Bīrūnī, Muḥammad ibn Aḥmad, Alberuni's India (v. 2)

(London :  Kegan Paul, Trench, Trübner & Co.,  1910.)



Jump to page:

Table of Contents

  Page 165  

CHAPTER LXXII.                           165

claim, and inherit only in case there is nobody who has
a better claim. Hence it is evident that the son of a
daughter has more claim than the son of a sister, and
that the son of a brother has more claim than either
of them.

If there are several claimants of the same degree of
relationship, as, e.g., sons or brothers, they all get equal
shares.    A hermaphrodite is reckoned as a male being.

If the deceased leaves no heir, the inheritance falls
to the treasury of the king, except in the case that the
deceased person was a Brahman. In that case the
king has no right to meddle with the inheritance, but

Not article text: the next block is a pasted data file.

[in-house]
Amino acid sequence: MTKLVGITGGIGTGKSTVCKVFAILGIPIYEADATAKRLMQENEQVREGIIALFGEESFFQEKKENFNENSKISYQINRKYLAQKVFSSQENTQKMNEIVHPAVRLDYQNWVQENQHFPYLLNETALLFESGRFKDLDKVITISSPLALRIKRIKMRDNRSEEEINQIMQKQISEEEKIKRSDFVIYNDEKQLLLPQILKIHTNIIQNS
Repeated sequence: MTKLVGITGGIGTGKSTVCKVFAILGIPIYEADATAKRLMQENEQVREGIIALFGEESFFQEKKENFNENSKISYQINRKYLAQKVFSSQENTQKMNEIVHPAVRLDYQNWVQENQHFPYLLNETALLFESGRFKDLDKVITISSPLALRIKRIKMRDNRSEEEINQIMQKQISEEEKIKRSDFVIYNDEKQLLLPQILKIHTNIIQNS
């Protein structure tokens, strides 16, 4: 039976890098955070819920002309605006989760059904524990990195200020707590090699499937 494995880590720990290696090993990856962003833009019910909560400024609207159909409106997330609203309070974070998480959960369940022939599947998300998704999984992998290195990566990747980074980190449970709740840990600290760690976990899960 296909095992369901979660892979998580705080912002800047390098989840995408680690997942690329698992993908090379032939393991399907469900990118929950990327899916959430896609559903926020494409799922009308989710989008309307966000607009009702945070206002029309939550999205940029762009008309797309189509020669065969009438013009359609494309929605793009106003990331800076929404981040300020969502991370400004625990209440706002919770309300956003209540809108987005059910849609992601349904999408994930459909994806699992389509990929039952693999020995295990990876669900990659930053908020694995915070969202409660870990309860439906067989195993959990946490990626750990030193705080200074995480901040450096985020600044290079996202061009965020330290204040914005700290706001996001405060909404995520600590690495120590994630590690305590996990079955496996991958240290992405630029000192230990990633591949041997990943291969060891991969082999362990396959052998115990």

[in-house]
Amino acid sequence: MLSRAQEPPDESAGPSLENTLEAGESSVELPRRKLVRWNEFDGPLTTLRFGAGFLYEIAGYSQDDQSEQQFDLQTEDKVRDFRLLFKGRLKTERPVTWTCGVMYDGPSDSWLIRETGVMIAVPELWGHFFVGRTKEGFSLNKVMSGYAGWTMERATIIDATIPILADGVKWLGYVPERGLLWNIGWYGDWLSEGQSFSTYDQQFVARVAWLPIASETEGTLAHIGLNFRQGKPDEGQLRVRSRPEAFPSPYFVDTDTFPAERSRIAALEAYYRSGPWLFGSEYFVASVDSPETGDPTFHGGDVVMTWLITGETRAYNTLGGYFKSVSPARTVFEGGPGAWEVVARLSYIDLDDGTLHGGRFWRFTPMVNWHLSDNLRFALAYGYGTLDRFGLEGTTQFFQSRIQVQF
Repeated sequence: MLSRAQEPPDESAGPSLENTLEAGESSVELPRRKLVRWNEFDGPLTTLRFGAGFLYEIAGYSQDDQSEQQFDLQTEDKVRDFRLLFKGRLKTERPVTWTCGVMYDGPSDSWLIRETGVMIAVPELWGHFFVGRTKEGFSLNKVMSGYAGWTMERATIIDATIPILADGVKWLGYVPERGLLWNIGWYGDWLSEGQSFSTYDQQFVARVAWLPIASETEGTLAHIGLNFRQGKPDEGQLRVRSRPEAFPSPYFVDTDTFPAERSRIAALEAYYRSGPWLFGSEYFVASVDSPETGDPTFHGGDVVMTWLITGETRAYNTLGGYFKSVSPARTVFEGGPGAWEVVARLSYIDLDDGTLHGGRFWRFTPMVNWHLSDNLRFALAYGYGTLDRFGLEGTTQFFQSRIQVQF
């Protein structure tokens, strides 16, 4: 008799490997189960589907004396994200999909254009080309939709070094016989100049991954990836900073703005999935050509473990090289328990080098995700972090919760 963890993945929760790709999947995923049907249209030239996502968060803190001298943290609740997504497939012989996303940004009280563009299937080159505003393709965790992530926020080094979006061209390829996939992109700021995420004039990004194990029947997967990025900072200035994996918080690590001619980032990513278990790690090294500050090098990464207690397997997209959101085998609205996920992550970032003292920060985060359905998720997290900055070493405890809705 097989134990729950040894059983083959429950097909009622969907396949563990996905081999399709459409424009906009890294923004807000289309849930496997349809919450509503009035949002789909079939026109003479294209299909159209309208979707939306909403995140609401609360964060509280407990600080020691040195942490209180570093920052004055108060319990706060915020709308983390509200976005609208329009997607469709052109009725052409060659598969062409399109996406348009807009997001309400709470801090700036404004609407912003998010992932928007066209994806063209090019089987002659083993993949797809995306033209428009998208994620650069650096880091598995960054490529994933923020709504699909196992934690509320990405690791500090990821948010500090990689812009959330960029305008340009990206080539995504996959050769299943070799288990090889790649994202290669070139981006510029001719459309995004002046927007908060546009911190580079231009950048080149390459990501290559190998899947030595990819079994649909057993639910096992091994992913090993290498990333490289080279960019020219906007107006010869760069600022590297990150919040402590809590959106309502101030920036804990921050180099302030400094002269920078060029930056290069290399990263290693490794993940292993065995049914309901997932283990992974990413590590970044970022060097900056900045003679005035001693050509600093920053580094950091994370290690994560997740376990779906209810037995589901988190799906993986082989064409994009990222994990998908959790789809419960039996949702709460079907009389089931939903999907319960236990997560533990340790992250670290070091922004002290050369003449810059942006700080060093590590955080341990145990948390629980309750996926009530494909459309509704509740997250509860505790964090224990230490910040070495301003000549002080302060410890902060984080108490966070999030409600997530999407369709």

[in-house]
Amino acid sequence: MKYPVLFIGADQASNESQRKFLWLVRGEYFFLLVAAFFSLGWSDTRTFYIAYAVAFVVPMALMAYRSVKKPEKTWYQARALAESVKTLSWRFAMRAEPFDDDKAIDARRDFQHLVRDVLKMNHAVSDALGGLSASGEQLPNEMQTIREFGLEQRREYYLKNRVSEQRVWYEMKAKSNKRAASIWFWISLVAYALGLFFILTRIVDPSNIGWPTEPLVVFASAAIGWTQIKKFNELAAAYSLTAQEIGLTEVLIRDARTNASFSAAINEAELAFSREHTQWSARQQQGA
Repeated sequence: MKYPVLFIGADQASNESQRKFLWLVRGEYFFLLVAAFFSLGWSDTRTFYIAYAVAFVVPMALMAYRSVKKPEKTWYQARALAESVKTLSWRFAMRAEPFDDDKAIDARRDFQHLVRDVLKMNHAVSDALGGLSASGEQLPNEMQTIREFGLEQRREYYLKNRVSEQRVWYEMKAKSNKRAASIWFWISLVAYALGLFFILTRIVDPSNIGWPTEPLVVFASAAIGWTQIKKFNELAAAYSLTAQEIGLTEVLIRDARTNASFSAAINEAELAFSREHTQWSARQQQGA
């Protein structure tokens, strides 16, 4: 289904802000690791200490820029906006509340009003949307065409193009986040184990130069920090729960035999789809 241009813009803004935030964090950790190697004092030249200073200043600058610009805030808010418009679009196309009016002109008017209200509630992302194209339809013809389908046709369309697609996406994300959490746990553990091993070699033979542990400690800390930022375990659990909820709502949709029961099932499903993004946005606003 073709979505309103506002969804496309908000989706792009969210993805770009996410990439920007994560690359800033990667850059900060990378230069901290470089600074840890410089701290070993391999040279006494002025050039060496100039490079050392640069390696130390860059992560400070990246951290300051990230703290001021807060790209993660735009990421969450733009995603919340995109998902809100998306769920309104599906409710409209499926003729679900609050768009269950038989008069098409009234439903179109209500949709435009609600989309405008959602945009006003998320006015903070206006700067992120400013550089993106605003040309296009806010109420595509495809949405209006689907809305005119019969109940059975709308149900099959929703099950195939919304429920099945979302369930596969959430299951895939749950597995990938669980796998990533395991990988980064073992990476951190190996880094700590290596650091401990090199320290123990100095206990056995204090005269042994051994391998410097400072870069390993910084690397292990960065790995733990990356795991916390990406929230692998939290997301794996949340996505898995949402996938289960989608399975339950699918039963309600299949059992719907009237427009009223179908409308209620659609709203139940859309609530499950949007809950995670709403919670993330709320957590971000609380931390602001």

it is exclusively spent on almsgiving.

The duty of the heir towards the deceased in the Dutiesof
first year consists in his giving sixteen banquets, where wards the
every guest in addition to his food receives alms also,
viz. on the fifteenth and sixteenth days after death ;
further, once a month during the whole year. The ban¬
quet in the sixth month must be more rich and more
liberal than the others. Further, on the last but one
day of the year, which banquet is devoted to the
deceased and his ancestors ; and finally, on the last
day of the year. With the end of the year the duties
towards the deceased have been fulfilled.

If the heir is a son, he must during the whole year
wear mourning dress; he must mourn and have no
intercourse with women, if he is a legitimate child and
of a good stock. Besides, you must know that nourish¬
ment is forbidden to the heirs for one single day in the
first part of the mourning-year.

Besides the almsgiving at the just-mentioned sixteen
banquets, the heirs must make, above the door of the
house, something like a shelf projecting from the wall
in the open air, on which they have every day to place
a dish of something cooked and a vessel of water, till
the end of ten days after the death. For possibly the
spirit of the deceased has not yet found its rest, but
  Page 165